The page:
Walsh Lecture Theatre
The College has recently completed building a brand new architecturally designed 132 seat presentation theatre on the old footprint. The Technology brought to the fore in the Theatre is cutting edge and will be constantly developed to meet with the challenges of an ever developing digital world.
To operate in an increasing globalised environment, modern organisations need to maintain and develop connectivity, flexibility and adaptability to remain at the forefront of their respective industries to maintain a competitive advantage. As education develops along with other industries it needs to maintain the pace of technology development and have the agility to adapt.
The Technology platform in this Theatre is unique and based on agility to develop and change to meet the needs of the digital and online world, whilst at the same time maintaining an aesthetically pleasing and comfortable theatre.
This magnificent theatre has the following features
- 6 screen high definition Samsung Video Wall with narrow bezel
- Custom designed lectern with a built in tablet and presentation touch screen
- Lighting that can be customised for effects and mood setting, with lighting bank control
- Smart control of Video Wall to accept up to 4 sources at any one time that can be presented as one, two, three or four separate screens with picture in picture adaptability
- BOSE integrated sound system with lectern and audience microphones
- Pre-set presentation audio platforms with video
- Integrated hearing loop
- Full online connectivity
- 132 fixed seats with retractable tables with accommodation for wheelchairs and disabled access in the front row
- Climate control to maintain the level of comfort
- Full flexibility to change and customise as required
Drama is the fundamental expression of human behaviour and our drama students here at CBC have an opportunity to study this wonderful art in the ‘Drama Theatre’, housed in the historical Hurley building. This dynamic theatre seats up to 100 people and enables the students to solve problems creatively, work collaboratively, improve their self-esteem and allow them to perform on a full size stage. The students will also learn how to operate a state-of-the-art lighting and sound booth and practice in a number of backstage rehearsal rooms all in the comfort of a climate controlled environment.
Very few schools have their own astronomical observatory, Christian Brothers College is very fortunate to have had such a resource for the last sixteen years. Commissioned by the then Principal of the college in 1999, Br. Patrick Cronin, who had a love of the bush, Australia’s natural beauty and its splendid night skies. Br. Cronin wanted a way to inspire and to instill wonders to city students beyond the classroom walls.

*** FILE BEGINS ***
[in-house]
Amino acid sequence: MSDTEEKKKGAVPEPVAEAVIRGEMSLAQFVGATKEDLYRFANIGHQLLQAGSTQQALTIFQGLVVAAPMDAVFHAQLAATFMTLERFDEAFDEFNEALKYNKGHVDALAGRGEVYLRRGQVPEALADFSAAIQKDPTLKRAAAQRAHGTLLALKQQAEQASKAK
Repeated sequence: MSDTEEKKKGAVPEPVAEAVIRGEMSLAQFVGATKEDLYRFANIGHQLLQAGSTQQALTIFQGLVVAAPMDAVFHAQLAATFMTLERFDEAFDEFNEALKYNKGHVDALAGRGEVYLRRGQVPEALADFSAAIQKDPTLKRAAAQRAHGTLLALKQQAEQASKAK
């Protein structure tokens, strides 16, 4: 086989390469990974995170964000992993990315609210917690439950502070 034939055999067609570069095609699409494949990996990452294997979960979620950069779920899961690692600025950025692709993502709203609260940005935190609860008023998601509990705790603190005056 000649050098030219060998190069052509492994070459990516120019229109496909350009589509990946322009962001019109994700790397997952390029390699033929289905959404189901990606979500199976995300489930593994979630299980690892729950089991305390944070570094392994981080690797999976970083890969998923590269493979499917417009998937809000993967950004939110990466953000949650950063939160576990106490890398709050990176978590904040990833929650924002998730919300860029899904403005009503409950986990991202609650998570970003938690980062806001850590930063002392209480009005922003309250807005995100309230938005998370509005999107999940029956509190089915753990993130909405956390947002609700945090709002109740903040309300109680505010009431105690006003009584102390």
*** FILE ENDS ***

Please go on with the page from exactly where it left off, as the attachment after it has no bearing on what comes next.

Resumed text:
In the early years of its life the scope was used as an observatory. It formed a major part of the Year 11 Physics courses where it served not only as a practical resource to the Astronomy topic but also as an integral part of Optics and Spectrometry. Sitting atop of the Smith Science Laboratories it had clear visions of the skies and if people in the Adelaide Hills trained their binoculars towards the city they could easily identify Christian Brothers College by the peculiar dome structure rising from the neighbouring edifices.
Adelaide, however, had not stopped morphing into its present state and soon the Astronomical dome was dwarfed by new buildings and high rise developments. The Astronomical laboratory would have had a limited lifespan except that along with the cityscape, technology also developed. So it is that over the last decade the dome has served a new field of study, Astro-Photography. Attaching a camera and using the telescope as the eye-piece, all controlled by software has enable students to take some spectacular video and photographic sequences of planets and nebulae. The light pollution that has grown exponentially each year is now controlled by computer software that is able to digitally subtract the optical noise created by these night time suns; individual time lapse photos can now summed and colourized to reveal celestial secrets that remain hidden to the naked eye. Star trails and creative otherworldly starscapes are now products chiselled on the canvases that the 2017 Physics students experiment with… who would have thought so 60 years ago!
CBC now uses the resources and expertise of the South Australian Astronomical Society as well as its own dome to inspire the young Physicists that pass through its doors. There are numerous old scholars that have completed Aerospace engineering at various universities and are now stationed around the world both in Australia and in far flung places such as the Euro-Space agency and NASA. In 2017 there are no less than 40 students who have chosen to undertake the Physics – Astronomy course offered at Year 11 and who knows where their journey will end, truly, the sky is the limit.
Return to Facilities